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Year : 1996  |  Volume : 62  |  Issue : 4  |  Page : 266-267

Bart syndrome

Correspondence Address:
R R Mittal

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Source of Support: None, Conflict of Interest: None

PMID: 20948079

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How to cite this article:
Mittal R R, Singh S P, Gill S S, Dimple. Bart syndrome. Indian J Dermatol Venereol Leprol 1996;62:266-7

How to cite this URL:
Mittal R R, Singh S P, Gill S S, Dimple. Bart syndrome. Indian J Dermatol Venereol Leprol [serial online] 1996 [cited 2019 Aug 25];62:266-7. Available from: http://www.ijdvl.com/text.asp?1996/62/4/266/4416

  To the Editor, Top

Bart syndrome with autosomal dominant inheritance represents a distinct disease where in addition to cutaneous bullae, congenital localized absence of skin (CLAS), mucosal ulcers, deformities or absence of nails and deformed teeth are present.[1],[2] Bart syndrome has been reported from India.[3]

Three out of 6 siblings from a Bihari muslim family suffered from Bart syndrome. Siblings number 2, 4 and 6 had disease and it confirmed the autosomal dominant inheritance pattern.

Case no.1 was a 6-year-old male who had a large, wide linear ulcer on right shin, foot, thigh and second ulcer near left knee. Ulcers healed after 3 to 4 months with residual hyperpigmentation and superficial scarring. Bullae on skin and mucosae of mouth developed since 2 months of age. Skin over sides of scalp, clavicular fossae, axillae, groins and iliac fossae, showed bilateral symmetrical, pigmented, wrinkled skin interspersed with irregular hypopigmented macules and bullae appeared intermittently in these areas. In addition bullae of nail folds, pulps of fingers and toes were seen. Initially bullae had clear fluid which later turned haemorrhagic. Bullae increased in size for 2-3 days, ruptured leading to superficial ulcers which healed rapidly in 4-5 days without any scars. Bulla spread and Nikolsky's signs were negative. All nails of hands and feet were deformed and partially dystrophied. Bullae on tongue, lips and buccal mucosae were observed which ruptured quickly leaving behind thick whitish surface. Teeth were normal upto 3 years of age and later premature partial or total shedding of teeth was seen. Although milestones were delayed yet child had average intelligence and built. Child was product of normal vaginal delivery in a nonconsanguineous marriage. General physical and systemic examinations were normal. Routine investigations were normal except anaemia. Histopathologically big split in relation to dermoepidermal junction with band like dense collection of mononuclears admixed with eosinophils, plasma cells and occasional PMNL beneath it were seen [Figure - 1]. PAS stain revealed PAS positive basement membrane at the floor of bullous cavity. Case no.2 was a female with similar scar and pigmentation on right knee, shin and foot from healing of ulcers of CLAS. She had similar mucosal lesions and bullae to case 1. Pigmentation interspered with irregular hypopigmented macules was less prominent. Nail deformity was mild and teeth were normal.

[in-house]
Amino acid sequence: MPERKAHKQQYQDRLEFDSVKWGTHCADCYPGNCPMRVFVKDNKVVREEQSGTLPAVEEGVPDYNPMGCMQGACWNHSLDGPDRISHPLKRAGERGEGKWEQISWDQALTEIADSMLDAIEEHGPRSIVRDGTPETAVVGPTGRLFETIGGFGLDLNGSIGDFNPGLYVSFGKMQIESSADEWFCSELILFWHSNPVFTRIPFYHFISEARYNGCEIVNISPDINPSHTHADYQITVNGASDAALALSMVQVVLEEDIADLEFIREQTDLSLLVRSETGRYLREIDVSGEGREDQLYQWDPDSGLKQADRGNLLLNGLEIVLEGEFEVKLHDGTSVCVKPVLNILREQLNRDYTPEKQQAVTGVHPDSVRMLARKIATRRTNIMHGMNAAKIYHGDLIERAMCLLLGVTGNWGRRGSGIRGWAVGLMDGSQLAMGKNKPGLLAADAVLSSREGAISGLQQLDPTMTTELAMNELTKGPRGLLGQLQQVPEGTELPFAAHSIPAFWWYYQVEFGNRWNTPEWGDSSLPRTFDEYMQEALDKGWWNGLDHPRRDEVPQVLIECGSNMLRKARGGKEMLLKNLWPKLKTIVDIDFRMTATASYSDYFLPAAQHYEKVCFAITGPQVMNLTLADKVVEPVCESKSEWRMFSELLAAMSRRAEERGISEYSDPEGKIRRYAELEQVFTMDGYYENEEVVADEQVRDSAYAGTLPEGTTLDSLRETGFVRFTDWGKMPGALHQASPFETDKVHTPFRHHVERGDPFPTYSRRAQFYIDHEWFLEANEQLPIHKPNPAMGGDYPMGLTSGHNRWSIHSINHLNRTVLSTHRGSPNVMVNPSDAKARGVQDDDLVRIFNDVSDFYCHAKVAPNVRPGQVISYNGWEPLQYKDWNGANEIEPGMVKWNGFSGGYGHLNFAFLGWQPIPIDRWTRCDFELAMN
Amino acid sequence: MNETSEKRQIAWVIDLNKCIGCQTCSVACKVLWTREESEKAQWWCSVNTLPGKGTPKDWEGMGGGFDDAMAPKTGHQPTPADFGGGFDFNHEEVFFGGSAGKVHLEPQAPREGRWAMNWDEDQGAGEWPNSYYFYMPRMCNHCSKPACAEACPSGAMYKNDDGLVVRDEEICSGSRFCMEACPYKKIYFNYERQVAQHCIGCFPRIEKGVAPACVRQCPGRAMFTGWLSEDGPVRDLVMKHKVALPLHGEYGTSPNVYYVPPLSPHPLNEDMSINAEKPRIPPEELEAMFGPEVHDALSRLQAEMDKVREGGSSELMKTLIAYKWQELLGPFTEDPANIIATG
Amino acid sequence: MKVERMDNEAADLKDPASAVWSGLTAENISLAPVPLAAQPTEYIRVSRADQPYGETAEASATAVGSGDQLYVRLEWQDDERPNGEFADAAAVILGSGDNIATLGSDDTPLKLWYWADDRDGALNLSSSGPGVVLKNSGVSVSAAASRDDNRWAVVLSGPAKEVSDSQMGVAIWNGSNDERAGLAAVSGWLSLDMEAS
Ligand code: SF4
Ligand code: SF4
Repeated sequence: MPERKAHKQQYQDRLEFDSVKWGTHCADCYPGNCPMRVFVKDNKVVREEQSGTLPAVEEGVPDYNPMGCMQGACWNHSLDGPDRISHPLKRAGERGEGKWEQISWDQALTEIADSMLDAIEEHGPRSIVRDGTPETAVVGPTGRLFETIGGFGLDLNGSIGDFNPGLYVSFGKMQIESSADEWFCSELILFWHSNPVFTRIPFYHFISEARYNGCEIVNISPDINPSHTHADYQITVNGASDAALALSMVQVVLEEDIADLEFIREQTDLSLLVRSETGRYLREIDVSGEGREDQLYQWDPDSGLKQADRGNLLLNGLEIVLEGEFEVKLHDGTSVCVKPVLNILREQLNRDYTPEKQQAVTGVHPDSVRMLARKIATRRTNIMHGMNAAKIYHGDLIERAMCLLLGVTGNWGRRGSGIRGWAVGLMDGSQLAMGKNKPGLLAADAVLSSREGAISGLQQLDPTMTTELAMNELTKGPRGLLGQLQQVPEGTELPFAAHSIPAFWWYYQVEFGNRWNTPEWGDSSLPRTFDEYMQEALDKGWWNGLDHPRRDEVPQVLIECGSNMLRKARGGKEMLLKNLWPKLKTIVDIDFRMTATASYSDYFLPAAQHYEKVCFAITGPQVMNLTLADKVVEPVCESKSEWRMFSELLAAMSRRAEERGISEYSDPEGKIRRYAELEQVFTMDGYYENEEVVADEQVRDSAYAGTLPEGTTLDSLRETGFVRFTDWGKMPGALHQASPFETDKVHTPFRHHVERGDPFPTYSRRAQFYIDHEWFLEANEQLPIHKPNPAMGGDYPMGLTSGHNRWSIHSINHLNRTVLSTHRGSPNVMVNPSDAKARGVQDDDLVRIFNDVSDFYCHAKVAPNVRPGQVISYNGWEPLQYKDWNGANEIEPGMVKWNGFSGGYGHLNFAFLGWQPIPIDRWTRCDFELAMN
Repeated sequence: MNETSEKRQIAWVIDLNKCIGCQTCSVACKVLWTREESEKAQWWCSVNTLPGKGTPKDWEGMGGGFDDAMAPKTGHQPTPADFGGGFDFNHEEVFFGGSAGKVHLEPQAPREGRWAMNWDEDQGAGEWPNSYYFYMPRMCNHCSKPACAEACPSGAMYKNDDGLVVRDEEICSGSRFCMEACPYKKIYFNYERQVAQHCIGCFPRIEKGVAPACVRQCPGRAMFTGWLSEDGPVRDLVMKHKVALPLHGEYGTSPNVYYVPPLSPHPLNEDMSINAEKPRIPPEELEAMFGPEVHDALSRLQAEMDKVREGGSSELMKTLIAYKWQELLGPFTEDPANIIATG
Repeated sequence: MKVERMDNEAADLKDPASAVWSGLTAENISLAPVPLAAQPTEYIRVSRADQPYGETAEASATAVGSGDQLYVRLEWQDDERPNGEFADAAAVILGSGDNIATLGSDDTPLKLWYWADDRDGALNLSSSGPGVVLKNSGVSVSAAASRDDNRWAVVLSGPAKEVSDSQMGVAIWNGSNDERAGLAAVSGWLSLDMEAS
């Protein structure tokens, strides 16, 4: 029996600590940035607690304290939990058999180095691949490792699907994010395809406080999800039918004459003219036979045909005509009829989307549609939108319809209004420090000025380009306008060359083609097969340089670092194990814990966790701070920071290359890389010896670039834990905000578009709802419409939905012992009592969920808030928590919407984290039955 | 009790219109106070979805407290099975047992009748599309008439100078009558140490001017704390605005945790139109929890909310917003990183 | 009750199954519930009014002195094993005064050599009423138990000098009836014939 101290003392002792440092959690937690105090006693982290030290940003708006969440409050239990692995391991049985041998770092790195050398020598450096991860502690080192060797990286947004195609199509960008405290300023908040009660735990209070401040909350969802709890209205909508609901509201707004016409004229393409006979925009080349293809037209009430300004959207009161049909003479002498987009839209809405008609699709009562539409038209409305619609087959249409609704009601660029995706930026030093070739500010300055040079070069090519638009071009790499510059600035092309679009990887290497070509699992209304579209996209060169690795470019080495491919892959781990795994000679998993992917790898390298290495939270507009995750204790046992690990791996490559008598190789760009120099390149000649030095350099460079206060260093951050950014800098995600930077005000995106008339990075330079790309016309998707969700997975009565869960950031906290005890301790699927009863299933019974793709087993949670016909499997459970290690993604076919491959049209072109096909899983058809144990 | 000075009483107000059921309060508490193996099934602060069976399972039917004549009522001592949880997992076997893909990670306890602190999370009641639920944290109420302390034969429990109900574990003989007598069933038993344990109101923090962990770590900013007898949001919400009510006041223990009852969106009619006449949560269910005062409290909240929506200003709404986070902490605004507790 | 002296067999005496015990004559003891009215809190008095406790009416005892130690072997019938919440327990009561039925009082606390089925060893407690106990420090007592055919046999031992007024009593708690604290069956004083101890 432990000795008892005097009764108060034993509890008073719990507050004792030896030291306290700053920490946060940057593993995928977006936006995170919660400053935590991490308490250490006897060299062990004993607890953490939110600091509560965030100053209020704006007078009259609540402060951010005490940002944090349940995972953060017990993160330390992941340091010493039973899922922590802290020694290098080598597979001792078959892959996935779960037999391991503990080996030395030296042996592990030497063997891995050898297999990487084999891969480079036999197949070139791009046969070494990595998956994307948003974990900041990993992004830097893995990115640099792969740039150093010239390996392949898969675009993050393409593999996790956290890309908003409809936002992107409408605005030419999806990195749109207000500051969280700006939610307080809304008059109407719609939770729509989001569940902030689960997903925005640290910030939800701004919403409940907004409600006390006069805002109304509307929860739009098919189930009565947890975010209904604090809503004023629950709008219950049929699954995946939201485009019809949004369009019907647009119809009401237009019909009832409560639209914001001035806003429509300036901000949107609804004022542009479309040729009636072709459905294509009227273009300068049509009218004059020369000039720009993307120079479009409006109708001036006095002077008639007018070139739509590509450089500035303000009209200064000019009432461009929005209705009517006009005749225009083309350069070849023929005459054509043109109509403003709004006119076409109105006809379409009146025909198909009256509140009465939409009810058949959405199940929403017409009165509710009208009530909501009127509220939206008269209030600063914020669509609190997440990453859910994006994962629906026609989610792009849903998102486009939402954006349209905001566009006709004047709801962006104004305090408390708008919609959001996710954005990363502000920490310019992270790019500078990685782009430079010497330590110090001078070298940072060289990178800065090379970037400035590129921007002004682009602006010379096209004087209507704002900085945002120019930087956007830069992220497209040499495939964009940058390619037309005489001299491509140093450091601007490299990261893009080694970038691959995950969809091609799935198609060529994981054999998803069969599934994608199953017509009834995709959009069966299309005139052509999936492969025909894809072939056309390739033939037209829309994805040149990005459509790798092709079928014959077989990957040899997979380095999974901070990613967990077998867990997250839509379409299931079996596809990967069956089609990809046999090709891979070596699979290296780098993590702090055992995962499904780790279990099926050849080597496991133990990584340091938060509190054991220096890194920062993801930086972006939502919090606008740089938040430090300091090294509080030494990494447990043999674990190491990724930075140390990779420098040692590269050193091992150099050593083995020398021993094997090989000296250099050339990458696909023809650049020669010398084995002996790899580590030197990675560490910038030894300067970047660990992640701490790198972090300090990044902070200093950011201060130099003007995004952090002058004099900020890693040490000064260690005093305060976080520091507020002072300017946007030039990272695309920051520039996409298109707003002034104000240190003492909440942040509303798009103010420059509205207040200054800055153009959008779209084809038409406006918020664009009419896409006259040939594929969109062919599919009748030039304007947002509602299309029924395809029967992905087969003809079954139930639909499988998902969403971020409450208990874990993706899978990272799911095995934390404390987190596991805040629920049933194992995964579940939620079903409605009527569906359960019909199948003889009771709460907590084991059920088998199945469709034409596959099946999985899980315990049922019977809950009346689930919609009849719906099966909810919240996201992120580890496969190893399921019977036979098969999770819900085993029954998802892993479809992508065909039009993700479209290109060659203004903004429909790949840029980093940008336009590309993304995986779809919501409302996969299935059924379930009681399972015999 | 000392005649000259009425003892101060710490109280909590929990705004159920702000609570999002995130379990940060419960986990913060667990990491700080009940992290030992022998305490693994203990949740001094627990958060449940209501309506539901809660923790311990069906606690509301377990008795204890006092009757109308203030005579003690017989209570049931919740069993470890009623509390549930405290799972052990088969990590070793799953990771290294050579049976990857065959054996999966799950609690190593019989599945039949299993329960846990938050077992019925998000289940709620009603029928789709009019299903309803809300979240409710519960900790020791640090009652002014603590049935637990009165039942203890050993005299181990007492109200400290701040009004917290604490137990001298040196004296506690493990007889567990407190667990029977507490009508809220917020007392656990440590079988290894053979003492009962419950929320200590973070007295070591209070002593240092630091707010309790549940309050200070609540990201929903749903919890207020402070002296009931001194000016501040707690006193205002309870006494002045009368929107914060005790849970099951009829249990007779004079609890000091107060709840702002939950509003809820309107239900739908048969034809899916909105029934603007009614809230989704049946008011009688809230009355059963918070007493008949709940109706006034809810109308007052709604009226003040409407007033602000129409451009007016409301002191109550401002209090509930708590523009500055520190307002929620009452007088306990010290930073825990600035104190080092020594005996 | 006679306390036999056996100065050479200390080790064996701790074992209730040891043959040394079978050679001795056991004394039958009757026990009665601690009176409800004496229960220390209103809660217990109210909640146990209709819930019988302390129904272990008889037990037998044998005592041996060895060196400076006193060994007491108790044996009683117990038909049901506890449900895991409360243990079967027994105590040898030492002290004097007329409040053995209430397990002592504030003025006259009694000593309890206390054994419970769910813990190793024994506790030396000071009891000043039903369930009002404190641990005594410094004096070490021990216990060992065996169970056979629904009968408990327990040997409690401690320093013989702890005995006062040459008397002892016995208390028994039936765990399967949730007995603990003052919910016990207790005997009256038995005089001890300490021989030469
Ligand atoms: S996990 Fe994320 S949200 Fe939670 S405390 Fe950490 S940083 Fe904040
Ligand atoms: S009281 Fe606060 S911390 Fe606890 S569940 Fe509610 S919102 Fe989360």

Third patient who was 10 years old was not seen by us. Distribution of bullae in our cases was distinct and can help in diagnosis of Bart syndrome. Degeneration of basal cells was not seen and therefore bullae of Bart syndrome were different from epidermolysis bullosa (EB) simplex. CLAS and EB are rare congenital skin diseases with unknown aetiology and their simultaneous presence suggests that they may be related.

  References Top

1.Bart BJ, Gorlin RJ, Anderson EV, et al. Congenital localized absence of skin and associated abnormalities resembling epidermolysis bullosa. A new syndrome. Arch Dermatol 1966;93:296-304.  Back to cited text no. 1    
2.Bart BJ. Epidermolysis bullosa and congenital localized absence of skin. Arch Dermatol 1970;101:78-81.  Back to cited text no. 2  [PUBMED]  
3.Gaikwad AK, Shende R, Khedkar MY. Bart syndrome. Ind J Dermatol Venereol Leprol 1993;59:151-3.  Back to cited text no. 3    


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